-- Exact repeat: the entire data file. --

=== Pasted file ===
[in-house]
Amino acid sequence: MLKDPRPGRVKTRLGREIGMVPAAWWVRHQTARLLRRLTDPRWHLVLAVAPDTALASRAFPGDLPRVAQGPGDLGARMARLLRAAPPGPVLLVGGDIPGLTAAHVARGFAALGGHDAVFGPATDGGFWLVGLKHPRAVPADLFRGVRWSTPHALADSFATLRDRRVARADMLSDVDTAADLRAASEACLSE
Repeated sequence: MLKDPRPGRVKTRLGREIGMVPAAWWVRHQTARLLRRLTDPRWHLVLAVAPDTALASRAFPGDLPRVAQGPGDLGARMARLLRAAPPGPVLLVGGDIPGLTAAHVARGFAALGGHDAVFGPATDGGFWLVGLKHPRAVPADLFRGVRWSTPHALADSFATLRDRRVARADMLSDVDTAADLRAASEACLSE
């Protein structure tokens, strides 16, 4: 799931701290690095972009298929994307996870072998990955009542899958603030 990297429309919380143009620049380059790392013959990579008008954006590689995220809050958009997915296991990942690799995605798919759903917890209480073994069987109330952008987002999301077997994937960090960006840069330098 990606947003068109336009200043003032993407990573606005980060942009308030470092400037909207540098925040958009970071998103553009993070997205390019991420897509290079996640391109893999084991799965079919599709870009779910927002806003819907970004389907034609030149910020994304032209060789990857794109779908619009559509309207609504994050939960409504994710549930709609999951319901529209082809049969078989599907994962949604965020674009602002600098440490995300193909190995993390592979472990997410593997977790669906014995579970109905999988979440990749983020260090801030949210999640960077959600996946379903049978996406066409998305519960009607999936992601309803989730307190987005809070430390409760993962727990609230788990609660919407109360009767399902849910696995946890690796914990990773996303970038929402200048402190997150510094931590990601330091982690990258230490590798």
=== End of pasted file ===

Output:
[in-house]
Amino acid sequence: MLKDPRPGRVKTRLGREIGMVPAAWWVRHQTARLLRRLTDPRWHLVLAVAPDTALASRAFPGDLPRVAQGPGDLGARMARLLRAAPPGPVLLVGGDIPGLTAAHVARGFAALGGHDAVFGPATDGGFWLVGLKHPRAVPADLFRGVRWSTPHALADSFATLRDRRVARADMLSDVDTAADLRAASEACLSE
Repeated sequence: MLKDPRPGRVKTRLGREIGMVPAAWWVRHQTARLLRRLTDPRWHLVLAVAPDTALASRAFPGDLPRVAQGPGDLGARMARLLRAAPPGPVLLVGGDIPGLTAAHVARGFAALGGHDAVFGPATDGGFWLVGLKHPRAVPADLFRGVRWSTPHALADSFATLRDRRVARADMLSDVDTAADLRAASEACLSE
């Protein structure tokens, strides 16, 4: 799931701290690095972009298929994307996870072998990955009542899958603030 990297429309919380143009620049380059790392013959990579008008954006590689995220809050958009997915296991990942690799995605798919759903917890209480073994069987109330952008987002999301077997994937960090960006840069330098 990606947003068109336009200043003032993407990573606005980060942009308030470092400037909207540098925040958009970071998103553009993070997205390019991420897509290079996640391109893999084991799965079919599709870009779910927002806003819907970004389907034609030149910020994304032209060789990857794109779908619009559509309207609504994050939960409504994710549930709609999951319901529209082809049969078989599907994962949604965020674009602002600098440490995300193909190995993390592979472990997410593997977790669906014995579970109905999988979440990749983020260090801030949210999640960077959600996946379903049978996406066409998305519960009607999936992601309803989730307190987005809070430390409760993962727990609230788990609660919407109360009767399902849910696995946890690796914990990773996303970038929402200048402190997150510094931590990601330091982690990258230490590798």